Dead Nana, Walking

Reading Time: 3 minutes

On her way to work, Joey stopped to kiss her grandmother’s statue on the cheek. Wrinkles deep enough to put your little finger in scored Nana’s face, from a lifetime lived outdoors. She had frozen mid-stride. Her eyes were fixed on the nearby rise where Joey’s grandfather stood. Grandmother no longer reacted to Joey’s presence or the warmth of the sun. Only last August she’d taken a few steps, but it was a 100 degrees now and Joey felt no sign of life.

That was sad, but Nana’s fading away had gone so gradually there had been hardly any pain. Joey liked her standing there by the driveway, so she could greet her before she got to work in summer, before school in winter, and talk about her day when she got back. Nana had always been there for her when her parents were working. She wished they would allow her to give Nana offerings of butter or blood, like people did in the olden days, but they were firmly against that old-fashioned nonsense.

The bus rode past the house, and Joey waved at Nana. Just before the junction, she looked up to see if she could spot Grampa. But he was invisible behind the trees in summer. Nana would never make it there on her own, Joey knew that deep in her bones. Something had to be done.

Work at the diner occupied her brain with its endless string of coffees and breakfasts, but during breaks she thought about her plan. Brianna would have helped, but she didn’t have the physical strength Joey needed. Bri did have a brother with a pick-up truck. The storeroom had a dolly. But how to get Nana up and down in the truck bed without getting a couple of big guys in on it? Joey was saving up her tips to rent a truck with a loading platform, because her parents put her salary in her college fund. She wasn’t even halfway to the rent yet.

After work she hiked up to Grampa. He stood in a great spot, with a wonderful view over the town and the surrounding woods, and the wooden bench Nana had installed.

Joey heard voices before she was even out of the woods. On top of the rise, she found two men with some kind of bushwhacking machine. A new, freshly woodchipped trail ended at Nana’s bench.

The men were walking around Grampa’s frozen figure, scratching their heads.

“Hey, what are you guys doing?” Joey said. “That’s my grampa.”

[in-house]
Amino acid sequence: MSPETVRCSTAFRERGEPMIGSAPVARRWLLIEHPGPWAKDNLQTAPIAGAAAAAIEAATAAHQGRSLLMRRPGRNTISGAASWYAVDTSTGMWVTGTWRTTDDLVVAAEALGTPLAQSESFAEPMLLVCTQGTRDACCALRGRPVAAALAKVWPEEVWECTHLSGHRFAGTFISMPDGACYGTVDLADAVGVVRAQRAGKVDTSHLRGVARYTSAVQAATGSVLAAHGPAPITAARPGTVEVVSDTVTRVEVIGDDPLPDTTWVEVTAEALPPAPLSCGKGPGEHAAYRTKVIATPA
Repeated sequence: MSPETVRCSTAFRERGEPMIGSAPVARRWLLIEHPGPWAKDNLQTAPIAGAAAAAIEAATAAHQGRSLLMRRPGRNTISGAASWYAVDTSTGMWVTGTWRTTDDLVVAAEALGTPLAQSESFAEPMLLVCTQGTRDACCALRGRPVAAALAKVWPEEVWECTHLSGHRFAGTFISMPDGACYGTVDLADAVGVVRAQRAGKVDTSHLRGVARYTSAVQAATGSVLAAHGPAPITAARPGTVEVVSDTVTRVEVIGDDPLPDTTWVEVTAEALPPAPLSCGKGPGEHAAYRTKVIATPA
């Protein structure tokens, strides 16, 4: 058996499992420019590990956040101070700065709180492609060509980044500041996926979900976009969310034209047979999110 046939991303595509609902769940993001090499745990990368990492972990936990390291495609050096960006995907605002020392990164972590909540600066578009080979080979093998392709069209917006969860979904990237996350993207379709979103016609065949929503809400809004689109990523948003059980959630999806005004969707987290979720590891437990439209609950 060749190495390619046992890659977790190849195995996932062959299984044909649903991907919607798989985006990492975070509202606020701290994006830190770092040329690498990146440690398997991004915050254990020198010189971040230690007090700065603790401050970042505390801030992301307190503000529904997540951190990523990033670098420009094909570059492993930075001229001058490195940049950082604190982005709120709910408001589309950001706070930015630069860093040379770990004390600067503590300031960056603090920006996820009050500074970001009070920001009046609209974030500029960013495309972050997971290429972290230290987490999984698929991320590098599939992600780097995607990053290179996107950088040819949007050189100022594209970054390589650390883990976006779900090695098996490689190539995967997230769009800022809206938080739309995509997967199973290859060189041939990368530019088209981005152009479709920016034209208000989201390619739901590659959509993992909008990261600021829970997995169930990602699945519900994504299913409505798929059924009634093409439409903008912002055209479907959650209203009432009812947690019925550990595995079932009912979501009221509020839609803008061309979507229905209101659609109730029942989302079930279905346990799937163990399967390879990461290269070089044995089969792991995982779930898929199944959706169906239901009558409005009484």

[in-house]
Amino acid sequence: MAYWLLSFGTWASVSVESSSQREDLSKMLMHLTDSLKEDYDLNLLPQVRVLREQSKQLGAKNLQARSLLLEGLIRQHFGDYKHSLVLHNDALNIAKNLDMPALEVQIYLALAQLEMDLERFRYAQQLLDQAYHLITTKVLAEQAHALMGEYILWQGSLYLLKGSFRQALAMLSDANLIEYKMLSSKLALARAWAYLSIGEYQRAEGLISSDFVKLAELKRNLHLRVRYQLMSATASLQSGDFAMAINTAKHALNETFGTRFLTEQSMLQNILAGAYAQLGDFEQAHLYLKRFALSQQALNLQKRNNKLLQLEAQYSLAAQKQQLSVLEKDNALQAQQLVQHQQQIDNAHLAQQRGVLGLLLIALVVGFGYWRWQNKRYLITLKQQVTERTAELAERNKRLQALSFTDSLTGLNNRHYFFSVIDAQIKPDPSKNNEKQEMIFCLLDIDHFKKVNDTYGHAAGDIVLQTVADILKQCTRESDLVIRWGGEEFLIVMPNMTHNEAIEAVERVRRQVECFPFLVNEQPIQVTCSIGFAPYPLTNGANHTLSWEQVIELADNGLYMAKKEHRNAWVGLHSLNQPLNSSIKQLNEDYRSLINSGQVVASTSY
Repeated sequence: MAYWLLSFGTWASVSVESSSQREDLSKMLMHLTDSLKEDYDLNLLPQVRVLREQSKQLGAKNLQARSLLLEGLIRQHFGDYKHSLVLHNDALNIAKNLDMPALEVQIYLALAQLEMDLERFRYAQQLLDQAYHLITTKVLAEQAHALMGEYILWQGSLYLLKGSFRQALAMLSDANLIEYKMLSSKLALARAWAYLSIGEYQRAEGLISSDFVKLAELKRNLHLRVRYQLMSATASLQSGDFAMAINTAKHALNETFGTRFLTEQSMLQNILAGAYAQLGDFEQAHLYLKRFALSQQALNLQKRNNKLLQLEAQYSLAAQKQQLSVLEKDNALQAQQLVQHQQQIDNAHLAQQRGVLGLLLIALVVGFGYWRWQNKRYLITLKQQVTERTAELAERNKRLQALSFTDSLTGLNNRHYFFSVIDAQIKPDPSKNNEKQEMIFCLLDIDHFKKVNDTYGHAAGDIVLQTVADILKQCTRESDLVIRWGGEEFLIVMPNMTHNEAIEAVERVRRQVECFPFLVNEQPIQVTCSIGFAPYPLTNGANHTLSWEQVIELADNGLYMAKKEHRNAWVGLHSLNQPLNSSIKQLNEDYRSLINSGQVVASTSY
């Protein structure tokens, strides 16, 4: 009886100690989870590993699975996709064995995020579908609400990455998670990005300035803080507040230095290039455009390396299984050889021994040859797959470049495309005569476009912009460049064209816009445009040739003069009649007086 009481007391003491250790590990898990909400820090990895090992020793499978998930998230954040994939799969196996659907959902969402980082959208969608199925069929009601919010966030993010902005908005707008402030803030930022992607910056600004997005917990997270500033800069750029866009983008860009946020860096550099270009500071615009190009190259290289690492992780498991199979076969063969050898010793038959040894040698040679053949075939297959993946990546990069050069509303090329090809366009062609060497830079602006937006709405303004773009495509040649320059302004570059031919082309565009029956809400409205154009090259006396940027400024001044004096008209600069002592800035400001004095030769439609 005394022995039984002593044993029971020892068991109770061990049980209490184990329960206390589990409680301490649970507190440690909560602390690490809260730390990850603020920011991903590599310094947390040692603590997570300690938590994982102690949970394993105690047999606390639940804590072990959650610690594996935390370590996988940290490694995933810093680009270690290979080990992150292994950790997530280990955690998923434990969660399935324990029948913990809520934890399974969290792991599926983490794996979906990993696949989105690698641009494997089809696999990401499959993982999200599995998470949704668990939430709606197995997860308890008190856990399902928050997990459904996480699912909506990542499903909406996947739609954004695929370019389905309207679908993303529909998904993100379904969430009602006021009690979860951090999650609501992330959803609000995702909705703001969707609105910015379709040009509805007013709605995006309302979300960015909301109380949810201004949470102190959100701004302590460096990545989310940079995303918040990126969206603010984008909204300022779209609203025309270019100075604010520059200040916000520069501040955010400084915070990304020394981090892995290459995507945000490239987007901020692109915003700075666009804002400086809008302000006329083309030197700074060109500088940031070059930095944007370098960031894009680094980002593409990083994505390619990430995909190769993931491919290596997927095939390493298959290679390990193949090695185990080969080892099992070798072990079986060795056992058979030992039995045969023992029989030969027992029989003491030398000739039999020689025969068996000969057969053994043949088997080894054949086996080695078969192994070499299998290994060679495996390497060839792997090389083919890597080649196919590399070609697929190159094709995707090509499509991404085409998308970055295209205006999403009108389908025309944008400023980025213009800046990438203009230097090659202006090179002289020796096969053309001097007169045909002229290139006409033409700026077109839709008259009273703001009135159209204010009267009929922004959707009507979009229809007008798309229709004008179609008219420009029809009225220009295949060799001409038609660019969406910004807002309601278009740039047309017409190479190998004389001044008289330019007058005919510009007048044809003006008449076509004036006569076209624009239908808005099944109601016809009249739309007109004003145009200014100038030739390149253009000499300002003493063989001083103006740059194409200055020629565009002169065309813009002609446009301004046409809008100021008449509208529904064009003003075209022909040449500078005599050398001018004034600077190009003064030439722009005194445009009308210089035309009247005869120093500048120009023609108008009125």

“Shouldn’t he be in your backyard then? Council says we gotta get rid of him.

“No!” Joey only just managed not to burst into tears. “Grampa loved this place. We’re waiting for my Nana to come join him.”

The men looked at each other and one of them checked his watch. “When’s she coming? We could take a break.”

Joey bit her lip. Nana was never coming. But then she had an idea. “How were you gonna move Grampa?”


Joey rode through the hot, blowy evening, her hand firmly clasped around Grampa’s. He’d been frozen for so long, it was unlikely he felt anything. But you never knew.

The truck juddered gently down the road. Joey banged on the cabin when they came to her turn.

The trail-making guys unloaded Grampa and set him down by Nana. They even helped her position Grampa so he still had a good view, but also was in Nana’s field of vision and vice versa. They were nicer about it than she’d expected. Okay, they didn’t have to drive down all the way to the dump now. But still.

She waved them off and looked silently at her grandparents for a moment. She didn’t know how long she had before her parents came om to give her hell. But she needed to savor this, take it slow.

She put butter on their hands and kissed their cheeks, all the while whispering about how they were reunited now. Their pinkies just touched, exactly like she’d imagined. And then she waited.

The setting sun touched their faces. Joey wished she’d carved them wooden eyeballs and tongues, so they could see and talk, like they did in the old stories. But the butter and the sun and her words would have to do.

Slowly, almost imperceptibly, the pinky fingers moved to clasp each other.


Bo lives and works close to Amsterdam. Bo is the first Dutch author to have been published in Clarkesworld, F&SF, Analog and other places. Her sf novel "The Wan" was published by Pink Narcissus Press. When not writing, she knits, reads and gardens, preferably all three at the same time.

For more about her work, you can visit her website or find Bo on Facebook or Twitter, or her author page at Amazon.